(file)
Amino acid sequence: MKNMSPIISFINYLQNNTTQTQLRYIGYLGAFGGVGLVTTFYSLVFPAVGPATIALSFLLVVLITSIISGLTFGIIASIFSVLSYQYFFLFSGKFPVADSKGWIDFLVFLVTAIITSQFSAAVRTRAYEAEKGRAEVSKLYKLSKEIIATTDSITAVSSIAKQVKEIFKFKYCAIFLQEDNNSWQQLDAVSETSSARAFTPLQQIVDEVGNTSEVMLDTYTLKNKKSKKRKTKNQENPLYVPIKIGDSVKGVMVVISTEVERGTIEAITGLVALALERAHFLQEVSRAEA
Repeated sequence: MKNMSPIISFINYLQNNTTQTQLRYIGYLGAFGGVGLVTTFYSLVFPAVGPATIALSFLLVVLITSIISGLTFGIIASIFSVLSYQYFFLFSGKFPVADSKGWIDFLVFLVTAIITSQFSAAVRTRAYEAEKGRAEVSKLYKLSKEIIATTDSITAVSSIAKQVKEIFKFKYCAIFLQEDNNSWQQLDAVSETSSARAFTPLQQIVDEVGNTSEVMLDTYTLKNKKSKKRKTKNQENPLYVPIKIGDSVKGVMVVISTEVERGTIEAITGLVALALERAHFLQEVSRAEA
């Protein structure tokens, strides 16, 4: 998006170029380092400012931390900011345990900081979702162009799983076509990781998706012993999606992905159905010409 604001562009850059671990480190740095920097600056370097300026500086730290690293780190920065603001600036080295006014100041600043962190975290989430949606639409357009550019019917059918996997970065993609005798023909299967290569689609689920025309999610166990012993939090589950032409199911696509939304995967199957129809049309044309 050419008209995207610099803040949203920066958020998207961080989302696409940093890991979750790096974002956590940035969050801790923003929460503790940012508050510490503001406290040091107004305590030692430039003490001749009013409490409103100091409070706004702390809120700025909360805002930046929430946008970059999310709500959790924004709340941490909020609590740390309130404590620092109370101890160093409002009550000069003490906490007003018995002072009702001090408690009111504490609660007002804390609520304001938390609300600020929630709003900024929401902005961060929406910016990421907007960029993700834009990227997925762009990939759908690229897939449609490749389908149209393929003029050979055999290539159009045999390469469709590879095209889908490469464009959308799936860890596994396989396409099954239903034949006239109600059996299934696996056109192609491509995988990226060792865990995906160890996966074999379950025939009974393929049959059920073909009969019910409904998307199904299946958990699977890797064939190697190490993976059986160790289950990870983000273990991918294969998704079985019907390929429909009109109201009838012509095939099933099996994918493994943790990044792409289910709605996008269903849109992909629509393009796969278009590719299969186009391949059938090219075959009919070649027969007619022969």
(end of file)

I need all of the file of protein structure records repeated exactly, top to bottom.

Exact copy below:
Amino acid sequence: MKNMSPIISFINYLQNNTTQTQLRYIGYLGAFGGVGLVTTFYSLVFPAVGPATIALSFLLVVLITSIISGLTFGIIASIFSVLSYQYFFLFSGKFPVADSKGWIDFLVFLVTAIITSQFSAAVRTRAYEAEKGRAEVSKLYKLSKEIIATTDSITAVSSIAKQVKEIFKFKYCAIFLQEDNNSWQQLDAVSETSSARAFTPLQQIVDEVGNTSEVMLDTYTLKNKKSKKRKTKNQENPLYVPIKIGDSVKGVMVVISTEVERGTIEAITGLVALALERAHFLQEVSRAEA
Repeated sequence: MKNMSPIISFINYLQNNTTQTQLRYIGYLGAFGGVGLVTTFYSLVFPAVGPATIALSFLLVVLITSIISGLTFGIIASIFSVLSYQYFFLFSGKFPVADSKGWIDFLVFLVTAIITSQFSAAVRTRAYEAEKGRAEVSKLYKLSKEIIATTDSITAVSSIAKQVKEIFKFKYCAIFLQEDNNSWQQLDAVSETSSARAFTPLQQIVDEVGNTSEVMLDTYTLKNKKSKKRKTKNQENPLYVPIKIGDSVKGVMVVISTEVERGTIEAITGLVALALERAHFLQEVSRAEA
């Protein structure tokens, strides 16, 4: 998006170029380092400012931390900011345990900081979702162009799983076509990781998706012993999606992905159905010409 604001562009850059671990480190740095920097600056370097300026500086730290690293780190920065603001600036080295006014100041600043962190975290989430949606639409357009550019019917059918996997970065993609005798023909299967290569689609689920025309999610166990012993939090589950032409199911696509939304995967199957129809049309044309 050419008209995207610099803040949203920066958020998207961080989302696409940093890991979750790096974002956590940035969050801790923003929460503790940012508050510490503001406290040091107004305590030692430039003490001749009013409490409103100091409070706004702390809120700025909360805002930046929430946008970059999310709500959790924004709340941490909020609590740390309130404590620092109370101890160093409002009550000069003490906490007003018995002072009702001090408690009111504490609660007002804390609520304001938390609300600020929630709003900024929401902005961060929406910016990421907007960029993700834009990227997925762009990939759908690229897939449609490749389908149209393929003029050979055999290539159009045999390469469709590879095209889908490469464009959308799936860890596994396989396409099954239903034949006239109600059996299934696996056109192609491509995988990226060792865990995906160890996966074999379950025939009974393929049959059920073909009969019910409904998307199904299946958990699977890797064939190697190490993976059986160790289950990870983000273990991918294969998704079985019907390929429909009109109201009838012509095939099933099996994918493994943790990044792409289910709605996008269903849109992909629509393009796969278009590719299969186009391949059938090219075959009919070649027969007619022969």